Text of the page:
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From the Albany Times Union 7/13/00--Agreement pleases all

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  • Saul Kalbfeld
    Water use pact adds to recreation options and environmental controls, continues power generation Competing interests in the Sacandaga watershed came together
    Message 1 of 1 , Jul 13 5:43 PM
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      Water use pact adds to recreation options and environmental controls,
      continues power
      generation

      Competing interests in the Sacandaga watershed came together like its
      many feeder streams Wednesday to hail an agreement providing the
      Capital Region with a mix of power generation, flood control and
      recreational use.
      The pact calls for higher and more consistent water levels along the
      system to improve boating and fishing opportunities.
      Whitewater recreational activities also will be expanded by the
      improvement of access points and the construction of new ones.
      Under the agreement, Orion will be relicensed by the Federal Energy
      Regulatory Commission through 2033 to operate its five hydroelectric
      generating plants in the watershed.
      "We retain a significant amount of generating capacity, which will be
      important in the emerging competitive energy market," said Janet
      Audunson, general manager of Orion Power New York.
      Gov. George Pataki, described it as a landmark settlement. "This
      agreement will enable new York families to enjoy Great Sacandaga Lake
      for years to come while ensuring we protect the environment within
      this important watershed."
      Property owners near the lake have long pushed for higher and more
      consistent water levels during the recreational season, whereas
      hydroelectric and whitewater rafting interests pushed for more
      release
      of water from the reservoir.
      The pact details goals for release of the billions of gallons of
      water
      in Great Sacandaga Lake as it emerges from the reservoir past a
      series
      of hydroelectric dams and wends its way through Hadley to its
      confluence with the Hudson River.
      The immediate catalyst for reaching a settlement was the need to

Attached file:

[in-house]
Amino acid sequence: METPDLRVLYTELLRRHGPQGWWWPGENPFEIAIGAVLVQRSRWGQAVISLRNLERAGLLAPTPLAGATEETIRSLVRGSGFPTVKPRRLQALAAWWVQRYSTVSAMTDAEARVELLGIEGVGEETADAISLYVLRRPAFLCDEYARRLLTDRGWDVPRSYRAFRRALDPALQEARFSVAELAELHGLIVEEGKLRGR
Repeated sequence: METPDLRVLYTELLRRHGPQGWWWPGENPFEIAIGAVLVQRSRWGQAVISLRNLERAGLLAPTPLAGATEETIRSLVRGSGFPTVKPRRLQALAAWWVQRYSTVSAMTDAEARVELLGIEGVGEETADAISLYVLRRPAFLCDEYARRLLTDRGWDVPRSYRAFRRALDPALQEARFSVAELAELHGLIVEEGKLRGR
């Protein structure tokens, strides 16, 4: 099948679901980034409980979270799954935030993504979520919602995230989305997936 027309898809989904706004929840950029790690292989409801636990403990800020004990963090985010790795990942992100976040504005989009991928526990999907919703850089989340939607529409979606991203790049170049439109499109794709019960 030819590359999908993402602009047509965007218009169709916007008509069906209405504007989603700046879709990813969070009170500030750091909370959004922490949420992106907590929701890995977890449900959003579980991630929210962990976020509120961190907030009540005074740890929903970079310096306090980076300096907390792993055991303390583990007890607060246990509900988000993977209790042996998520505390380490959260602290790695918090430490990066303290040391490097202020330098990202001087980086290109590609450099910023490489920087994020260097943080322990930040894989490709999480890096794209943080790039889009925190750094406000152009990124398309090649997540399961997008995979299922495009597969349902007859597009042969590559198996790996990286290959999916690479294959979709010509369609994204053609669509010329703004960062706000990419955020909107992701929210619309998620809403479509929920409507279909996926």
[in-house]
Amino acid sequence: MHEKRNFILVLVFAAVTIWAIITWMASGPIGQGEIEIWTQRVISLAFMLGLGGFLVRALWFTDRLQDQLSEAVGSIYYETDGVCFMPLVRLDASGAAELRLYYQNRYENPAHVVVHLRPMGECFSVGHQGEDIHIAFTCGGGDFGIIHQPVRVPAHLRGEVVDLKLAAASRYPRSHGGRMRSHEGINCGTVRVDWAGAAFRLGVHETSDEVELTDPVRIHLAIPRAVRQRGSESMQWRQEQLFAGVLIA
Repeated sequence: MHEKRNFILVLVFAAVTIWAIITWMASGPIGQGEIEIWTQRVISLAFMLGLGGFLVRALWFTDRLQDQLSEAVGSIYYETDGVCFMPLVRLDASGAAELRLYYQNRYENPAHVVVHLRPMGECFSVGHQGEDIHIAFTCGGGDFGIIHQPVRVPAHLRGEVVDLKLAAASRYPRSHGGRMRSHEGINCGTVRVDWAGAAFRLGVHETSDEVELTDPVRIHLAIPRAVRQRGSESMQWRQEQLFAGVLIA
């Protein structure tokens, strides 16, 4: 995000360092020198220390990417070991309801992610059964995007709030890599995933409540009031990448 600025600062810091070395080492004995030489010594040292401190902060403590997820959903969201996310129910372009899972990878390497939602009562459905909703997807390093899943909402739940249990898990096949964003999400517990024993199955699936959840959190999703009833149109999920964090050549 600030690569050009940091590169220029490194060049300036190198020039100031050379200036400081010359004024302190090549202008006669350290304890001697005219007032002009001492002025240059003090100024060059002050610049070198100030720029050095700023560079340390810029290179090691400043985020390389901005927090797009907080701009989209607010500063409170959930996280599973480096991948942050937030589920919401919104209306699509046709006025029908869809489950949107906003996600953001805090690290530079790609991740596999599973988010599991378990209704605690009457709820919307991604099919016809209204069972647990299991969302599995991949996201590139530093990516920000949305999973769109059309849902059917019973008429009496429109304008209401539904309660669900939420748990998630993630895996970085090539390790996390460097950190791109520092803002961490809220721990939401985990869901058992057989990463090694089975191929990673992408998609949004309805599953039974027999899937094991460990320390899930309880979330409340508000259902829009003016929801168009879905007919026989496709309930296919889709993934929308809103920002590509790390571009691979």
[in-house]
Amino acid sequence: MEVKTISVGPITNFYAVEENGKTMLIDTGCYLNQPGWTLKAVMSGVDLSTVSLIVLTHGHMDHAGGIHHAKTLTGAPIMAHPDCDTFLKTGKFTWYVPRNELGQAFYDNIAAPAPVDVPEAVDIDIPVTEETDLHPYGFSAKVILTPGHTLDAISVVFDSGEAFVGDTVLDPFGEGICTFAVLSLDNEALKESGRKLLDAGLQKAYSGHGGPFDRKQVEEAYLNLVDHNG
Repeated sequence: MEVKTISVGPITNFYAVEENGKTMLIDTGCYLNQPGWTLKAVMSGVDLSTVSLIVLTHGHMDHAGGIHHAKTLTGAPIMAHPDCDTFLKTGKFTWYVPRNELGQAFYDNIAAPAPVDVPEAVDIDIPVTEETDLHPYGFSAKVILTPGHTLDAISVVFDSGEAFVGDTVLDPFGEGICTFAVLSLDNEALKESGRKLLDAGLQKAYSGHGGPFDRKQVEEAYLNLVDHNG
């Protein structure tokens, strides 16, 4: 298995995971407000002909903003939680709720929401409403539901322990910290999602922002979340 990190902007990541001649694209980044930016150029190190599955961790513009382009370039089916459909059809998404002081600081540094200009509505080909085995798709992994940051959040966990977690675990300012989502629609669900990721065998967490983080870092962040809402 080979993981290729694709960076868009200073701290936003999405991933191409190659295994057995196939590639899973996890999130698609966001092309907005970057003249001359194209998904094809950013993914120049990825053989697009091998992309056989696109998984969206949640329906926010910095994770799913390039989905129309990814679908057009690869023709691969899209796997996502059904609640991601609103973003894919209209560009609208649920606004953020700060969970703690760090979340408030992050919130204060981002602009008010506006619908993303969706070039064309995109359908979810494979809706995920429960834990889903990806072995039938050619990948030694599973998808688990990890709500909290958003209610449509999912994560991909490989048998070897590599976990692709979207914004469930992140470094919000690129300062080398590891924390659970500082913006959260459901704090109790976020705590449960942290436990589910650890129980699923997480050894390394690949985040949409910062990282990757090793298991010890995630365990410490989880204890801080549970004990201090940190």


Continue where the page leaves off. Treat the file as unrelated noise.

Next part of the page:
renew
      the federally regulated dam licenses of Orion Power New York over the
      operation of the five generating facilities located along the
      Sacandaga and Upper Hudson Rivers.
      The agreement calls for a mile-long section of the Hudson River below
      the Sherman Island project to be transformed into a more productive
      aquatic habitat by guaranteeing waterflow year-round to an area
      previously left dry because flow had been diverted to power-plant
      intake pipes.
      Aquatic habitat in a separate three-mile section of the lower
      Sacandaga River also will be restored and recreational fishing access
      enhanced by guaranteeing steady minimum water flow.
      "It's very pleasing to see that you can have a settlement where you
      have all the stakeholders come to the table to be able to reach
      agreement on a variety of interests," said David Stillwell,
      representing the U.S. Fish and Wildlife Service.
      He was particularly pleased by a provision that decreased the size of
      the mesh near power plant intake pipes to avoid sucking in smaller
      river fish. He also said there would be openings near plants to allow
      fish to exit safely to the river below.
      "Everyone gave a little," said John Duncan of the Sacandaga Outdoor
      Center in Hadley, who had fought to maximize regular and extensive
      water releases to boost white-water rafting, tubing and kayaking.
      The five plants are: E.J. West (20 megawatts) and Stewarts Bridge (30
      megawatts) on the Sacandaga River, and Spier Falls (47 megawatts),
      Sherman Island (29 megawatts) and Feeder Dam (5 megawatts) on the
      Hudson.
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